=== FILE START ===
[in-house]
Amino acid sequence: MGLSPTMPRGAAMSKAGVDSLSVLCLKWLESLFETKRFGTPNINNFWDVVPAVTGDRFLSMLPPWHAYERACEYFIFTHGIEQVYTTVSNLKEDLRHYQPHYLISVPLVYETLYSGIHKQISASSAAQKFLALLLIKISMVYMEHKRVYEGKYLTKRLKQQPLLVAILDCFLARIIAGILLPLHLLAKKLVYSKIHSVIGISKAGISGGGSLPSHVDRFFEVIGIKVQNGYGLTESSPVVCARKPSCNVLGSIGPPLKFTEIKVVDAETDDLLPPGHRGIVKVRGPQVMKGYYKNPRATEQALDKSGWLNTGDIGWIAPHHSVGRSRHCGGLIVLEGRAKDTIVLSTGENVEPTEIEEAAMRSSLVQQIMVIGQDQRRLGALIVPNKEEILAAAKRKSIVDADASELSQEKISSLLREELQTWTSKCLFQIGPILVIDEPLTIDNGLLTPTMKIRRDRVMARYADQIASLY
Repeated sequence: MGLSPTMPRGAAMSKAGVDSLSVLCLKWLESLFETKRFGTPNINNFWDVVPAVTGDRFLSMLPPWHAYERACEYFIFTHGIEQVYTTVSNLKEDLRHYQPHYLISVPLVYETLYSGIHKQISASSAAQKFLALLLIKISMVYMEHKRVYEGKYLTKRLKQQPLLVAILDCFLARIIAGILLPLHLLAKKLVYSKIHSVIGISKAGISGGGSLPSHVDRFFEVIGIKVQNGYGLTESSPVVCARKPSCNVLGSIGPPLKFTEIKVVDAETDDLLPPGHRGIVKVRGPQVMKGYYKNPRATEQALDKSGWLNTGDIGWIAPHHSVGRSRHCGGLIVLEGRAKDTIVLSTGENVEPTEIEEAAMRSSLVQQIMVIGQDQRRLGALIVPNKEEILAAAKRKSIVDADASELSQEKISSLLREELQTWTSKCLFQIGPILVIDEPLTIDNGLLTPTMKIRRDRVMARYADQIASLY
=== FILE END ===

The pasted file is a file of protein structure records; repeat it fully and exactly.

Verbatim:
[in-house]
Amino acid sequence: MGLSPTMPRGAAMSKAGVDSLSVLCLKWLESLFETKRFGTPNINNFWDVVPAVTGDRFLSMLPPWHAYERACEYFIFTHGIEQVYTTVSNLKEDLRHYQPHYLISVPLVYETLYSGIHKQISASSAAQKFLALLLIKISMVYMEHKRVYEGKYLTKRLKQQPLLVAILDCFLARIIAGILLPLHLLAKKLVYSKIHSVIGISKAGISGGGSLPSHVDRFFEVIGIKVQNGYGLTESSPVVCARKPSCNVLGSIGPPLKFTEIKVVDAETDDLLPPGHRGIVKVRGPQVMKGYYKNPRATEQALDKSGWLNTGDIGWIAPHHSVGRSRHCGGLIVLEGRAKDTIVLSTGENVEPTEIEEAAMRSSLVQQIMVIGQDQRRLGALIVPNKEEILAAAKRKSIVDADASELSQEKISSLLREELQTWTSKCLFQIGPILVIDEPLTIDNGLLTPTMKIRRDRVMARYADQIASLY
Repeated sequence: MGLSPTMPRGAAMSKAGVDSLSVLCLKWLESLFETKRFGTPNINNFWDVVPAVTGDRFLSMLPPWHAYERACEYFIFTHGIEQVYTTVSNLKEDLRHYQPHYLISVPLVYETLYSGIHKQISASSAAQKFLALLLIKISMVYMEHKRVYEGKYLTKRLKQQPLLVAILDCFLARIIAGILLPLHLLAKKLVYSKIHSVIGISKAGISGGGSLPSHVDRFFEVIGIKVQNGYGLTESSPVVCARKPSCNVLGSIGPPLKFTEIKVVDAETDDLLPPGHRGIVKVRGPQVMKGYYKNPRATEQALDKSGWLNTGDIGWIAPHHSVGRSRHCGGLIVLEGRAKDTIVLSTGENVEPTEIEEAAMRSSLVQQIMVIGQDQRRLGALIVPNKEEILAAAKRKSIVDADASELSQEKISSLLREELQTWTSKCLFQIGPILVIDEPLTIDNGLLTPTMKIRRDRVMARYADQIASLY